Parks and Recreation
Pie Reighard - Executive Director
Parks & Recreational Area Information for Keokuk County
Keokuk County Rivers
Three rivers meander through the Keokuk County countryside. The North and South Skunk Rivers flow through the southern portion of the county and the English River runs through the north. The Skunk River gets its name from the translation of its Indian name, Chacauqua, which means skunk. The North Skunk is the smaller of the two forks and has many tributaries from the north. It rises and falls rapidly with the spring melt and rainfall. The South Skunk is much larger than the North. Its southern tributaries are fewer in number. This fork does not rise and fall as rapidly or as often. The two forks meet to form the Skunk River three miles inside the southeast county line.
Chacauqua River Access
The Chacauqua River Access is located 2 miles south of Sigourney on Highway 149. This 3 acre access has a cement boat ramp into the North Skunk River. Ample parking is available as well as a picnic table for the convenience of the user. Primitive camping is allowed at this area. Fishing the North Skunk provides the angler with opportunities for Channel Catfish, Flathead Catfish, and Carp.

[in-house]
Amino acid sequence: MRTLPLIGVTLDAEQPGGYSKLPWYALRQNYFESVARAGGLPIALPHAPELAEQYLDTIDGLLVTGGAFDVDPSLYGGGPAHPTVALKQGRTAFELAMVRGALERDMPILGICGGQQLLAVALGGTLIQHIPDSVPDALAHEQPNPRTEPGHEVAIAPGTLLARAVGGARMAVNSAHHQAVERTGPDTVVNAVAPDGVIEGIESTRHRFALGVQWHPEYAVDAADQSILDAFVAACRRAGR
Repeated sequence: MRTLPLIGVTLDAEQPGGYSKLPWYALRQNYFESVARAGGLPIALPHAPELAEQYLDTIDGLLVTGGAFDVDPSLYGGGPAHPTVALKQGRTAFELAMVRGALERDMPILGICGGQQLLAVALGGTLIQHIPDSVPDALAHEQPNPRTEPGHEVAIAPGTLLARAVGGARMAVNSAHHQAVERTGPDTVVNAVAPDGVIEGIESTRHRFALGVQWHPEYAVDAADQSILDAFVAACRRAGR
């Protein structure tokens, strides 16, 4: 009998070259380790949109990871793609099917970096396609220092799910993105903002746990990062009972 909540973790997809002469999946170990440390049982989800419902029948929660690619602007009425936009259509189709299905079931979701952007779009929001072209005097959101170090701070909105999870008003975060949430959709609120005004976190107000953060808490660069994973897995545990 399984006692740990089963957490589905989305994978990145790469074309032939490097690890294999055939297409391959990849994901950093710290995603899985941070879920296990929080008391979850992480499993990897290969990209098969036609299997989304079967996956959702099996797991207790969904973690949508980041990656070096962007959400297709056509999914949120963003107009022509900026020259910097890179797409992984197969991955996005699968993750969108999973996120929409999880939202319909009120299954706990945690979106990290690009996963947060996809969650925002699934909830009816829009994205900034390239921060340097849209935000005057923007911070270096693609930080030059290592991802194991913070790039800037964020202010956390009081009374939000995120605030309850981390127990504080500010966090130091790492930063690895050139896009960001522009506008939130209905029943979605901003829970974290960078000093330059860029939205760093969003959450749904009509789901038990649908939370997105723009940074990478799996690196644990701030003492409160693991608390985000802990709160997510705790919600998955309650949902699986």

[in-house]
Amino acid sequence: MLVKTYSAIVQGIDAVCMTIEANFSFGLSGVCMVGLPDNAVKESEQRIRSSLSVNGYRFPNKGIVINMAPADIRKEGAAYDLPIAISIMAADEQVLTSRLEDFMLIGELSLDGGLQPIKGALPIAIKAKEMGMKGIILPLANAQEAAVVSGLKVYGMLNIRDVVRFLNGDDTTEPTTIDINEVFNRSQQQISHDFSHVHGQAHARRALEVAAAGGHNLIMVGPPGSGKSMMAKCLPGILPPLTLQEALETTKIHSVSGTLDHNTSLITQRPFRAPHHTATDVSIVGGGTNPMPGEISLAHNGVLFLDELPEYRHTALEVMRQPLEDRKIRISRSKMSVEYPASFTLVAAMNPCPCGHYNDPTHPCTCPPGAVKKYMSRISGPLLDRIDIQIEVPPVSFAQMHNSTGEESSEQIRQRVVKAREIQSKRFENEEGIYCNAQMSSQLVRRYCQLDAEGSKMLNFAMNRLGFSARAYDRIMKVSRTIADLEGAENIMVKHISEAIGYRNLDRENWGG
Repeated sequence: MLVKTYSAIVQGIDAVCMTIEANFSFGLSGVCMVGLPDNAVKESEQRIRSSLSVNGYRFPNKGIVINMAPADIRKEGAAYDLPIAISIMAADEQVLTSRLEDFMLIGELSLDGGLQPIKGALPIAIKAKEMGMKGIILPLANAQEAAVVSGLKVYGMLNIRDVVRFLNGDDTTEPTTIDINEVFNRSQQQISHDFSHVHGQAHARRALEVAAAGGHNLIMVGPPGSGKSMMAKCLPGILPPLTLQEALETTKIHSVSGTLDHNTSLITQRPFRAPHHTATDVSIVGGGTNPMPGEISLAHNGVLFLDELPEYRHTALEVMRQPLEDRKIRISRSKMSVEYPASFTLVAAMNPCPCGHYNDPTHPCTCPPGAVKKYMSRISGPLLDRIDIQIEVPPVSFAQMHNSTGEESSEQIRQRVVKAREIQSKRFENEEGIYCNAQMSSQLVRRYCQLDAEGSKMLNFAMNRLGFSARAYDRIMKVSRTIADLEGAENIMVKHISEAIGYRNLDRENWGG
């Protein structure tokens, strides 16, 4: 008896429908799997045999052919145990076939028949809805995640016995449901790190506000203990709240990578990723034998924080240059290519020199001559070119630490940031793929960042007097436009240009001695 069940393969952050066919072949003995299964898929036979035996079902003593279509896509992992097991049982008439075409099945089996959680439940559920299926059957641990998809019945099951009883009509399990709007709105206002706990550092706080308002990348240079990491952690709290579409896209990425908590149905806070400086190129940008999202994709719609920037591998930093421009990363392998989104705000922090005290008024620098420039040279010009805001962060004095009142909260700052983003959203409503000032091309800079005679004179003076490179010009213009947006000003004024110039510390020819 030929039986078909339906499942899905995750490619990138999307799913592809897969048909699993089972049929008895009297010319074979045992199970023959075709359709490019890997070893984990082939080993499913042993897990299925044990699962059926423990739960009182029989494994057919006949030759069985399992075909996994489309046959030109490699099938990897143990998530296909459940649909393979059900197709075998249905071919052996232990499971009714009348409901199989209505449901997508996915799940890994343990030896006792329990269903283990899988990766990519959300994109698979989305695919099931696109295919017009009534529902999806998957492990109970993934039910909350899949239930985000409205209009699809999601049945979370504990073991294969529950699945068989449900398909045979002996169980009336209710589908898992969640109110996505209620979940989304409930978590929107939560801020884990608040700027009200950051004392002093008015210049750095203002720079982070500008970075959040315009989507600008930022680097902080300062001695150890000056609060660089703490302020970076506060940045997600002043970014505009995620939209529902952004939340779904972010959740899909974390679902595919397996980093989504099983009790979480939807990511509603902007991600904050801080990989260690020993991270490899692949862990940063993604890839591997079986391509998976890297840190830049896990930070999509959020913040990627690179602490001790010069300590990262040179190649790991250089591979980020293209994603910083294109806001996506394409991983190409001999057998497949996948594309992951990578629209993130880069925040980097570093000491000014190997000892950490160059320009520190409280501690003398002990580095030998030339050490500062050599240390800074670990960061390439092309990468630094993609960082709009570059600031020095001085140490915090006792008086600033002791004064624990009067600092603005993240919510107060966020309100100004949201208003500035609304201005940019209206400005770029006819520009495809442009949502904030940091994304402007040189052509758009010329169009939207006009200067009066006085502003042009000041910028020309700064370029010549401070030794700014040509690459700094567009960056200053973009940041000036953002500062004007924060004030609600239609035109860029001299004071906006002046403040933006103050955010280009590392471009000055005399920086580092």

Manhattan Bridge Access
This 1 acre access on the South Skunk River is located on county road V5G, 4 miles north of Ollie. A cement boat ramp provides access to the river. Picnic tables and a restroom are provided for the comfort and convenience of the park user. Primitive camping is allowed at this area. Flathead Catfish, Channel Catfish, and Carp are the most sought after fish in the South Skunk River.
Coffman Woods Preserve
This 15 acre tract of timber is located 1 mile north of South English. A picnic shelter and restroom are available for the park user. The majority of this area is undisturbed timber.
Yenruogis County Park
Yenruogis is located two miles north of Sigourney on land that was originally Kaiser Rock Quarry. Yenruogis is managed as a 76 acre multi-use area, so it has a wide variety of facilities and activities to choose from. The central focus of the park is a 10 acre lake. There are three main camping and picnic areas that are equipped with picnic tables, grills, and restrooms. Only primitive camping is allowed at this park. Boats are allowed at this park, however, only electric motors are permitted. Fishing for Bass, Bluegill, Crappie, and Channel Catfish at Yenruogis is a year-round pastime of many county residents. Did you know Yenruogis is Sigourney spelled backwards?